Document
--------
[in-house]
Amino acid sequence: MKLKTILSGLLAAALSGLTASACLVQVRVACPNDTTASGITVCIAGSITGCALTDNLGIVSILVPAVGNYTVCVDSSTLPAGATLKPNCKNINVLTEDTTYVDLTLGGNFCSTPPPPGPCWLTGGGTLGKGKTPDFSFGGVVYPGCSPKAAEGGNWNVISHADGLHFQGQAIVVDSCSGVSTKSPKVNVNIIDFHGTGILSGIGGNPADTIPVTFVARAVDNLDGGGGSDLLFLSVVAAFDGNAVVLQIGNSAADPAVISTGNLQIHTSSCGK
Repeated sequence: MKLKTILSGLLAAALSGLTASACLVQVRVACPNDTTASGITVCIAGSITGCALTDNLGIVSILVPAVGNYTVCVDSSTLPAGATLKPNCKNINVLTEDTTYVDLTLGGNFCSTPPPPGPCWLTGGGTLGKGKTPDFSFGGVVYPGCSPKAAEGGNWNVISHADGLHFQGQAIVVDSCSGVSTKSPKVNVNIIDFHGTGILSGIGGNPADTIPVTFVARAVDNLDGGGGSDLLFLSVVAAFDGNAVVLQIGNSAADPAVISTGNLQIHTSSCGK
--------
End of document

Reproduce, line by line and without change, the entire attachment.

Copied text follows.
[in-house]
Amino acid sequence: MKLKTILSGLLAAALSGLTASACLVQVRVACPNDTTASGITVCIAGSITGCALTDNLGIVSILVPAVGNYTVCVDSSTLPAGATLKPNCKNINVLTEDTTYVDLTLGGNFCSTPPPPGPCWLTGGGTLGKGKTPDFSFGGVVYPGCSPKAAEGGNWNVISHADGLHFQGQAIVVDSCSGVSTKSPKVNVNIIDFHGTGILSGIGGNPADTIPVTFVARAVDNLDGGGGSDLLFLSVVAAFDGNAVVLQIGNSAADPAVISTGNLQIHTSSCGK
Repeated sequence: MKLKTILSGLLAAALSGLTASACLVQVRVACPNDTTASGITVCIAGSITGCALTDNLGIVSILVPAVGNYTVCVDSSTLPAGATLKPNCKNINVLTEDTTYVDLTLGGNFCSTPPPPGPCWLTGGGTLGKGKTPDFSFGGVVYPGCSPKAAEGGNWNVISHADGLHFQGQAIVVDSCSGVSTKSPKVNVNIIDFHGTGILSGIGGNPADTIPVTFVARAVDNLDGGGGSDLLFLSVVAAFDGNAVVLQIGNSAADPAVISTGNLQIHTSSCGK